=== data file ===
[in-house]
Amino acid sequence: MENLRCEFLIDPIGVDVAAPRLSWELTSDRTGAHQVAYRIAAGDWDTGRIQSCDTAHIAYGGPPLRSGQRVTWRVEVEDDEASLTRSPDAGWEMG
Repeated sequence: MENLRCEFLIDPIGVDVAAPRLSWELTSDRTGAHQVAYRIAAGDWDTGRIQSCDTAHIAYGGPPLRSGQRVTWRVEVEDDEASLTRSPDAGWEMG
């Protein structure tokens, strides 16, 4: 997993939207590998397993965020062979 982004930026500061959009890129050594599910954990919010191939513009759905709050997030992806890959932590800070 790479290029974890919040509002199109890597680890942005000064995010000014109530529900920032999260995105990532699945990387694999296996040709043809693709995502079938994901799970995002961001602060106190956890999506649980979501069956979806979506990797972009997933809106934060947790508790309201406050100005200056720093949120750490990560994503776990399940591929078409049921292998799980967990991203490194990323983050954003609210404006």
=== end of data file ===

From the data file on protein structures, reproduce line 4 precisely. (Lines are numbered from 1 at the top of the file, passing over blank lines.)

């Protein structure tokens, strides 16, 4: 997993939207590998397993965020062979 982004930026500061959009890129050594599910954990919010191939513009759905709050997030992806890959932590800070 790479290029974890919040509002199109890597680890942005000064995010000014109530529900920032999260995105990532699945990387694999296996040709043809693709995502079938994901799970995002961001602060106190956890999506649980979501069956979806979506990797972009997933809106934060947790508790309201406050100005200056720093949120750490990560994503776990399940591929078409049921292998799980967990991203490194990323983050954003609210404006």